def apply(next: EssentialAction) = new EssentialAction {
    def apply(request: RequestHeader) = {
      if (request.headers.get("Content-Encoding").exists(_ == "gzip")) {
        Gzip.gunzip() &>> next(request)
      } else {
        next(request)
      }
    }
  }
}

Here using iteratee composition we are wrapping the body parser iteratee in a gunzip enumeratee.

Handling the response headers

When you're filtering you will often want to do something to the response that is being sent. If you just want to add a header, or add something to the session, or do any write operation on the response, without actually reading it, then this is quite simple. For example, let's say you wanted to add a custom header to every response:

class SosFilter extends EssentialFilter {
  def apply(next: EssentialAction) = new EssentialAction {
    def apply(request: RequestHeader) = {
      next(request).map(result => 
        result.withHeaders("X-Sos-Message" -> "I'm trapped inside Play Framework please send help"))
    }
  }
}

Using the map function on the iteratee that handles the body, we are given access to the result produced by the action, which we can then modify as demonstrated.

If however you want to read the result, then you'll need to unwrap it. Play results are either AsyncResult or PlainResult. An AsyncResult is a Result that contains a Future[Result]. It has a transform method that allows the eventual PlainResult to be transformed. A PlainResult has a header and a body.

So let's say you want to add a timestamp to every newly created session to record when it was created. This could be done like this:

class SessionTimestampFilter extends EssentialFilter {
  def apply(next: EssentialAction) = new EssentialAction {
    def apply(request: RequestHeader) = {

      def addTimestamp(result: PlainResult): Result = {
        val session = Session.decodeFromCookie(Cookies(result.header.headers.get(HeaderNames.COOKIE)).get(Session.COOKIE_NAME))
        if (!session.isEmpty) {
          result.withSession(session + ("timestamp" -> System.currentTimeMillis.toString))
        } else {
          result
        }
      }

      next(request).map {
        case plain: PlainResult => addTimestamp(plain)
        case async: AsyncResult => async.transform(addTimestamp)
      }
    }
  }
}

Handling the response body

The final thing you might want to do is transform the response body. PlainResult has two implementations, SimpleResult, which is for bodies with no transfer encoding, and ChunkedResult, for bodies with chunked transfer encoding. SimpleResult contains an enumerator, and ChunkedResult contains a function that accepts an iteratee to write the result out to.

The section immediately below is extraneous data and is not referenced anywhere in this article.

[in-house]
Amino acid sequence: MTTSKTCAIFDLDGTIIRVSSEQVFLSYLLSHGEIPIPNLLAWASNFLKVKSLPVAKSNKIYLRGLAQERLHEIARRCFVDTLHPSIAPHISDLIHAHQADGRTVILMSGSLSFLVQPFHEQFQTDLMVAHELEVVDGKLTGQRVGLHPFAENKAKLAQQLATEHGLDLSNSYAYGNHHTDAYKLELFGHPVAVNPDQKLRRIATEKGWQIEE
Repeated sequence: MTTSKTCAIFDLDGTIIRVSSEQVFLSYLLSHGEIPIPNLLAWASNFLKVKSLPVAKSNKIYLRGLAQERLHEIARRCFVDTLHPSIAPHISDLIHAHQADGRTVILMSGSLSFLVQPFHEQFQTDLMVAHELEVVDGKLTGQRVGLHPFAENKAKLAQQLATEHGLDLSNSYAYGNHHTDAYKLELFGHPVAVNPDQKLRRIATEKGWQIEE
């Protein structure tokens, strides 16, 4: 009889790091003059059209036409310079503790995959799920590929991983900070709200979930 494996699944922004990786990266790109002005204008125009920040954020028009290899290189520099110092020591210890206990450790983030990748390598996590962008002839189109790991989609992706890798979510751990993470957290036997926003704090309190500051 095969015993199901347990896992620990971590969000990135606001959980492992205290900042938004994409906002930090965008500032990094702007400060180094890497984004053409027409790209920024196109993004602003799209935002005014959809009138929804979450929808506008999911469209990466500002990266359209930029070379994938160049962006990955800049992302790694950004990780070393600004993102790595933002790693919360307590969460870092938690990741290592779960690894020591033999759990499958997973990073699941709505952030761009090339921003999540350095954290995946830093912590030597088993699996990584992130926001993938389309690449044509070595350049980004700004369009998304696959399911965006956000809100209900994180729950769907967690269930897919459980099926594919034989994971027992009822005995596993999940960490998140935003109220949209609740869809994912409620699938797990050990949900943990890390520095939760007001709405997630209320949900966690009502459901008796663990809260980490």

An example of something you might want to do is implement a gzip filter. A very naive implementation (as in, do not use this, instead use my complete implementation from my play extra iteratees project) might look like this:

class GzipFilter extends EssentialFilter {
  def apply(next: EssentialAction) = new EssentialAction {
    def apply(request: RequestHeader) = {

      def gzipResult(result: PlainResult): Result = result match {
        case simple @ SimpleResult(header, content) => SimpleResult(header.copy(
          headers = (header.headers - "Content-Length") + ("Content-Encoding" -> "gzip")
        ), content &> Enumeratee.map(a => simple.writeable.transform(a)) &> Gzip.gzip())
      }

      next(request).map {
        case plain: PlainResult => gzipResult(plain)
        case async: AsyncResult => async.transform(gzipResult)
      }
    }
  }
}

Using the simpler API

Now you've seen how you can achieve everything using the base EssentialFilter API, and hopefully therefore you understand how filters fit into Play's architecture and how you can utilise them to achieve your requirements. Let's now have a look at the simpler API:

trait Filter extends EssentialFilter {
  def apply(f: RequestHeader => Result)(rh: RequestHeader): Result
  def apply(next: EssentialAction): EssentialAction = {
    ...
  }
}

object Filter {
  def apply(filter: (RequestHeader => Result, RequestHeader) => Result): Filter = new Filter {
    def apply(f: RequestHeader => Result)(rh: RequestHeader): Result = filter(f,rh)
  }
}

Simply put, this API allows you to write filters without having to worry about body parsers. It makes it look like actions are just functions of request headers to results. This limits the full power of what you can do with filters, but for many use cases, you simply don't need this power, so using this API provides a simple alternative.

To demonstrate, a noop filter class looks like this:

class NoopFilter extends Filter {
  def apply(f: (RequestHeader) => Result)(rh: RequestHeader) = {
    f(rh)
  }
}

Or, using the Filter companion object:

val noopFilter = Filter { (next, req) =>
  next(req)
}

And a request timing filter might look like this:

val timingFilter = Filter { (next, req) =>
  val start = System.currentTimeMillis

  def logTime(result: PlainResult): Result = {
    Logger.info("Request took " + (System.currentTimeMillis - start))
    result
  }

  next(req) match {
    case plain: PlainResult => logTime(plain)
    case async: AsyncResult => async.transform(logTime)
  }
}

About

Hi! My name is James Roper, and I am a software developer with a particular interest in open source development and trying new things. I program in Scala, Java, PHP, Python and Javascript, and I work for Lightbend as a developer on Lagom. I also have a full life outside the world of IT, am a passionate Christian, enjoy playing a variety of musical instruments and sports, and currently I live in Canberra.

I also have a another blog called Roped In about when my wife and I lived in Berlin for a year to help a church reconnect with its city.